This episode contains traces of Stephen Colbert and Dr. Manny Alvarez describing correct hand-washing technique.
Mon, 25 April 2016
Penguins need to be counted, and scientists need your help counting them! PenguinWatch blends citizen science with cute penguins!
Stephen Hawking and Yuri Milner team up again to fund an extremely ambitious $100m research program to send probes to Alpha Centauri.
A new chemical test could reveal whether fossilised bones were from pregnant – and therefore female – dinosaurs.
This episode contains traces of Stephen Hawking announcing the "Starshot" Breakthrough Initiative.
Mon, 18 April 2016
Scientists at the University of New South Wales could soon be able to regrow homan bone and tissue in the body, with stem cells.
In the quest for better data to protect endangered vultures, conservationists are turning to 3D printing eggs.
Korean researchers have discovered that Skuas - mid-sized Antarctic seabirds - can recognise individual humans.
Hope is running out for the troubled Japanese space telescope, Hitomi.
Mon, 11 April 2016
Dr. Brad McKay tells us about his time as a host on a medical reality TV show.
Most Australian doctors agree that nobody has contracted Lyme Disease from a tick in Australia, but many victims feel they have. Dr. McKay weighs in on the science behind Lyme Disease.
The anus was a pretty important evolutionary step that meant animals no longer had to poop out their mouths. But recent videos of gelatinous sea creatures called comb jellies shed new light on the evolution of the so-called through-gut.
A newly discovered Kuiper Belt Object adds more evidence to the "Planet Nine" theory of a distant ninth planet in our solar system.
Amateur astronomers have captured video of a probable asteroid crashing into Jupiter.
Japan's newly launched US$270 million x-ray space telescope appears to be out of control. However, some signals have been received giving officials hope that it may yet be saved.
The discovery of a fossil skull in Kazakhstan suggest that the 'Siberian unicorn" - more of a rhinoceros, really - may have gone extinct only 29,000 years ago. Previous estimates were that it died out 350,000 years ago.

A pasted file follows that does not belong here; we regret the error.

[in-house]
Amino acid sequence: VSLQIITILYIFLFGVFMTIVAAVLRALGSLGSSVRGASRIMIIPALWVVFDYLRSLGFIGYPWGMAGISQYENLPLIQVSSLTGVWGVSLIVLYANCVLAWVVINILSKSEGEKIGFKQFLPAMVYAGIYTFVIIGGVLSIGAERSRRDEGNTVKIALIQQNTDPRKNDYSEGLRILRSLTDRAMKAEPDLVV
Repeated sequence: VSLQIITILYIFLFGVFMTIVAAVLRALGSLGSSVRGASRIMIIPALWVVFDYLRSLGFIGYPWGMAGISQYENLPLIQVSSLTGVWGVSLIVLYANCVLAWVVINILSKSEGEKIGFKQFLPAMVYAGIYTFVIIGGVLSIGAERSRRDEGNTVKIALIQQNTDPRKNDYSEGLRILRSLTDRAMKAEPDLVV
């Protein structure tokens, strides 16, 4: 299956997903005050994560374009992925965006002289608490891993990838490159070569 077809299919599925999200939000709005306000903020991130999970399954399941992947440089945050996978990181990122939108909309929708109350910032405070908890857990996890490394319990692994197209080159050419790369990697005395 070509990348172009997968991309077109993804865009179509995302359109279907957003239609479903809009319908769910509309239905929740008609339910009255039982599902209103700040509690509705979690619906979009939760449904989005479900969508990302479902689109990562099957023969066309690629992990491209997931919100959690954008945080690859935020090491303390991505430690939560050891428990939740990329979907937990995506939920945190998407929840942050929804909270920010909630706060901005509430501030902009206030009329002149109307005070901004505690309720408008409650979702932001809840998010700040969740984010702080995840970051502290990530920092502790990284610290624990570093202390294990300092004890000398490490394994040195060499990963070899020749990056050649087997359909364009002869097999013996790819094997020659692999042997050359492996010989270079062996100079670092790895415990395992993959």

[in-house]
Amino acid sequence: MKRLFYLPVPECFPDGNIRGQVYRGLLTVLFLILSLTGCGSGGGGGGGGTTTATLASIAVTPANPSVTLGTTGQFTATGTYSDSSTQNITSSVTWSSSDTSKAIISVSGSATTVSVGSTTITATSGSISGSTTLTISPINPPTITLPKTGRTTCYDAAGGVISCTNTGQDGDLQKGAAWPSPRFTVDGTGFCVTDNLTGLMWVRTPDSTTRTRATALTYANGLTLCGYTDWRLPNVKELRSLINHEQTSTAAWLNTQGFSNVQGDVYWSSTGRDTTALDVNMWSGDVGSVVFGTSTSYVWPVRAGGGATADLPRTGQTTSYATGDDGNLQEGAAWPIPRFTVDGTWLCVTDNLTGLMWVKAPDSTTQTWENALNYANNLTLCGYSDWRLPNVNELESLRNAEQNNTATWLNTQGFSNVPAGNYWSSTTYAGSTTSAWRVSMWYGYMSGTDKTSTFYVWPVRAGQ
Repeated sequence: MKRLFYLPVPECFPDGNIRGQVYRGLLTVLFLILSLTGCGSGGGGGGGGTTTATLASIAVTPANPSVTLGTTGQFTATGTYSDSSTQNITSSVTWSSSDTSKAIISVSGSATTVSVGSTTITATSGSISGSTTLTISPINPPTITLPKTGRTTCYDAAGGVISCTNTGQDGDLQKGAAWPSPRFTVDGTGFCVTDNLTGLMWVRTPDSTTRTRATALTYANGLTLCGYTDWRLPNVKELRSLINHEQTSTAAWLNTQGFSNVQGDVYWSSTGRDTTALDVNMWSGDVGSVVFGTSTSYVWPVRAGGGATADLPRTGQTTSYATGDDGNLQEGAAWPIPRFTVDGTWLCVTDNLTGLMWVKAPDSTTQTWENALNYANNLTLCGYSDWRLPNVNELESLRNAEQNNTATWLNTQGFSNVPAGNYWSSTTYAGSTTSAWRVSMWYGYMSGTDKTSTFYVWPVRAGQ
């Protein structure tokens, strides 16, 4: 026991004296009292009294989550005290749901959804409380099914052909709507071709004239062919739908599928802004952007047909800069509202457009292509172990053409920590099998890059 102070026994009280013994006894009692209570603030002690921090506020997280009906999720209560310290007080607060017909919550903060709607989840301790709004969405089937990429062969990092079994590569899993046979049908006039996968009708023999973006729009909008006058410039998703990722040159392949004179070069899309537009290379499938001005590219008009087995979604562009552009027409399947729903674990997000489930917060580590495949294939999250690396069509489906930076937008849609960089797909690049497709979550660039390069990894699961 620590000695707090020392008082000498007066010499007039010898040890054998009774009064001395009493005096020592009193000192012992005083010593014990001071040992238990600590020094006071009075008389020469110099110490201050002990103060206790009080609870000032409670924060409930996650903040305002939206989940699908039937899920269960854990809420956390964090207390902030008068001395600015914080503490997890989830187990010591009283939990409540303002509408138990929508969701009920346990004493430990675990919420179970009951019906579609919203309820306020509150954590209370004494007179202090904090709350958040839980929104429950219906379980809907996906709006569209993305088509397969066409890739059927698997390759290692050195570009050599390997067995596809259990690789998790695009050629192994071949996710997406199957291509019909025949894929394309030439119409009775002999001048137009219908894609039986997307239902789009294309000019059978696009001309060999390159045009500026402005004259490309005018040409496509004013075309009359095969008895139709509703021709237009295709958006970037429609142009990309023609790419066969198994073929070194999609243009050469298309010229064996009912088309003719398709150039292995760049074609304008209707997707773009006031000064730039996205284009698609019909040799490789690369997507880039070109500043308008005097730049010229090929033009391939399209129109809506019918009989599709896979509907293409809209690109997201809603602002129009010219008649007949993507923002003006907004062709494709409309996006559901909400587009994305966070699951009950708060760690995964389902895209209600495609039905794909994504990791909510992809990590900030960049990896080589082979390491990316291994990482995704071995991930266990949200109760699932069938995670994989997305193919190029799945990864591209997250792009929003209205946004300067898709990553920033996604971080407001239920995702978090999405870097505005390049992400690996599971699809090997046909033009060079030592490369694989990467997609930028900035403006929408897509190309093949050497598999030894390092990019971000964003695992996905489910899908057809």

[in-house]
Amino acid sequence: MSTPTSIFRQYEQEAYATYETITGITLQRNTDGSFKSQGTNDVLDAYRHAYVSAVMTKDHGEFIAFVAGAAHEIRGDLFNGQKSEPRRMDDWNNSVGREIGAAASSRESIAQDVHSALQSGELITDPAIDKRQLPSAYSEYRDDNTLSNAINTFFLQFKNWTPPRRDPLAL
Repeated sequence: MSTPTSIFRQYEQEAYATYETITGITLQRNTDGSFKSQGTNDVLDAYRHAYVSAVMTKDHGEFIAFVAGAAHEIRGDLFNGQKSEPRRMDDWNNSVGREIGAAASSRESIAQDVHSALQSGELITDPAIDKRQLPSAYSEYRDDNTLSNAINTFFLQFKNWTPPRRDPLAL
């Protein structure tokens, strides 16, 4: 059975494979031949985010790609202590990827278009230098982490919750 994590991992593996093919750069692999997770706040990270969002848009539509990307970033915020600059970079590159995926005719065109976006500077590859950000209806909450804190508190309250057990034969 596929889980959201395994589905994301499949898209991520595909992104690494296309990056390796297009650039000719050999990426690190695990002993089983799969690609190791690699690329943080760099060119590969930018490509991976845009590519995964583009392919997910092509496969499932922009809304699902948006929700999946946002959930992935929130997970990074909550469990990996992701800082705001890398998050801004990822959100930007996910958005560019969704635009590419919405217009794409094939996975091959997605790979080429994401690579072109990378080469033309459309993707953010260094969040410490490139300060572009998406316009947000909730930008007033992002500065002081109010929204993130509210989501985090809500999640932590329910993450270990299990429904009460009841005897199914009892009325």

This episode may contain traces of The Late Show with Stephen Colbert.
Mon, 28 March 2016
PET is the most common kind of plastic, and most of it ends up in landfills and waterways. But now a team of Japanese researchers have discovered a plastic-eating bacterium that could be the key to a new approach to recycling and waste disposal.
A newly discovered horse-sized dinosaur reveals how Tyrannosaurus Rex and its close relatives evolved into the top predators of their time.
New research in mice has found that the food parents eat before their kids are born can affect their children's health later in life.
A study of a supermassive black hole has revealed some incredible numbers. Not only is it 18 billion times the mass of our sun, but it rotates at about one-third the speed of light.
Astronomers using the Hubble Space Telescope have identified nine giant stars with masses over 100 times the mass of the sun in a star cluster in the Tarantula Nebula. This makes it the largest sample of very massive stars identified to date.
This episode may contain traces of Neil deGrasse Tyson on The Late Show With Jon Stewart.
Sun, 20 March 2016
The American Statistical Association has issued a warning over the misuse of P values. The group says P values cannot determine whether a hypothesis or true of if results are important.
In April scientists will begin drilling into the Chicxulub crater, site of the meteorite impact that led to the extinction of the dinosaurs. They hope to examine how life rebounded after the mass extinction and to learn more about the formation of 'peak ring craters'.
The tiny jellyfish-like Hydra have no mouth, instead they rip their whole face open whenever they eat. And now a team from the University of California, San Diego, have worked out how. Now they just want to know the why.
Dr. Cassandra Perryman is a psychologist at University of Queensland, and you can follow her on Facebook here.
This episode may contain traces of Professor Tamara Davis on ABC Q&A.